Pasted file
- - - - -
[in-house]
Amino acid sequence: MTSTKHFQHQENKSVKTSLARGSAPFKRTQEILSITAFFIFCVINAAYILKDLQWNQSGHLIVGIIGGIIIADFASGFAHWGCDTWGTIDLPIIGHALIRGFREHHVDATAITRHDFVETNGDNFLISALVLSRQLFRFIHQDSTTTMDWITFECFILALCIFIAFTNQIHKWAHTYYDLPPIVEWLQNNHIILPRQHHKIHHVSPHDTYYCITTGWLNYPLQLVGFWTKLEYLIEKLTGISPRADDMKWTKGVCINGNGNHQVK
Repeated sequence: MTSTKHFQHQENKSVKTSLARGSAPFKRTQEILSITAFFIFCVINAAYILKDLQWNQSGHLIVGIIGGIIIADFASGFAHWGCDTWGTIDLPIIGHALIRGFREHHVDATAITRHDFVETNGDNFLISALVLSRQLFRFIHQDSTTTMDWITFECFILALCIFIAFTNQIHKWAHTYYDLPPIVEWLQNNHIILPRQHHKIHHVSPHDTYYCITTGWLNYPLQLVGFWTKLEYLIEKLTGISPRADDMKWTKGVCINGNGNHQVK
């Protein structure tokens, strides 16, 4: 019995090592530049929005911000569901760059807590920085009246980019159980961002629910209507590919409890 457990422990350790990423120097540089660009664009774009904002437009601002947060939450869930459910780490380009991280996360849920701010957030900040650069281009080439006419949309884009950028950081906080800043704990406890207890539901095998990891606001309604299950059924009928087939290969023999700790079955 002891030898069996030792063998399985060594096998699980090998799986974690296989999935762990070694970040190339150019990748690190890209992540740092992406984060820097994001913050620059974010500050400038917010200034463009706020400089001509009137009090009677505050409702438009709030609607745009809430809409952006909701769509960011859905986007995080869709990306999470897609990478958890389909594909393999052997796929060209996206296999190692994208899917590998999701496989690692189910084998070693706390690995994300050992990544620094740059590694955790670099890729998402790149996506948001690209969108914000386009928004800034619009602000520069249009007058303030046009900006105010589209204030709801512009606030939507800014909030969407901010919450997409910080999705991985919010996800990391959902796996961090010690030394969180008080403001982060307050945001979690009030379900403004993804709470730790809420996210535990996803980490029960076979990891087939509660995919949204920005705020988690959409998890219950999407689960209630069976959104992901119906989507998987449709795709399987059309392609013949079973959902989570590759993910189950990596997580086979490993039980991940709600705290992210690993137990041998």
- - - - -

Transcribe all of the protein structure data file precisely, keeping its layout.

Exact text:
[in-house]
Amino acid sequence: MTSTKHFQHQENKSVKTSLARGSAPFKRTQEILSITAFFIFCVINAAYILKDLQWNQSGHLIVGIIGGIIIADFASGFAHWGCDTWGTIDLPIIGHALIRGFREHHVDATAITRHDFVETNGDNFLISALVLSRQLFRFIHQDSTTTMDWITFECFILALCIFIAFTNQIHKWAHTYYDLPPIVEWLQNNHIILPRQHHKIHHVSPHDTYYCITTGWLNYPLQLVGFWTKLEYLIEKLTGISPRADDMKWTKGVCINGNGNHQVK
Repeated sequence: MTSTKHFQHQENKSVKTSLARGSAPFKRTQEILSITAFFIFCVINAAYILKDLQWNQSGHLIVGIIGGIIIADFASGFAHWGCDTWGTIDLPIIGHALIRGFREHHVDATAITRHDFVETNGDNFLISALVLSRQLFRFIHQDSTTTMDWITFECFILALCIFIAFTNQIHKWAHTYYDLPPIVEWLQNNHIILPRQHHKIHHVSPHDTYYCITTGWLNYPLQLVGFWTKLEYLIEKLTGISPRADDMKWTKGVCINGNGNHQVK
């Protein structure tokens, strides 16, 4: 019995090592530049929005911000569901760059807590920085009246980019159980961002629910209507590919409890 457990422990350790990423120097540089660009664009774009904002437009601002947060939450869930459910780490380009991280996360849920701010957030900040650069281009080439006419949309884009950028950081906080800043704990406890207890539901095998990891606001309604299950059924009928087939290969023999700790079955 002891030898069996030792063998399985060594096998699980090998799986974690296989999935762990070694970040190339150019990748690190890209992540740092992406984060820097994001913050620059974010500050400038917010200034463009706020400089001509009137009090009677505050409702438009709030609607745009809430809409952006909701769509960011859905986007995080869709990306999470897609990478958890389909594909393999052997796929060209996206296999190692994208899917590998999701496989690692189910084998070693706390690995994300050992990544620094740059590694955790670099890729998402790149996506948001690209969108914000386009928004800034619009602000520069249009007058303030046009900006105010589209204030709801512009606030939507800014909030969407901010919450997409910080999705991985919010996800990391959902796996961090010690030394969180008080403001982060307050945001979690009030379900403004993804709470730790809420996210535990996803980490029960076979990891087939509660995919949204920005705020988690959409998890219950999407689960209630069976959104992901119906989507998987449709795709399987059309392609013949079973959902989570590759993910189950990596997580086979490993039980991940709600705290992210690993137990041998």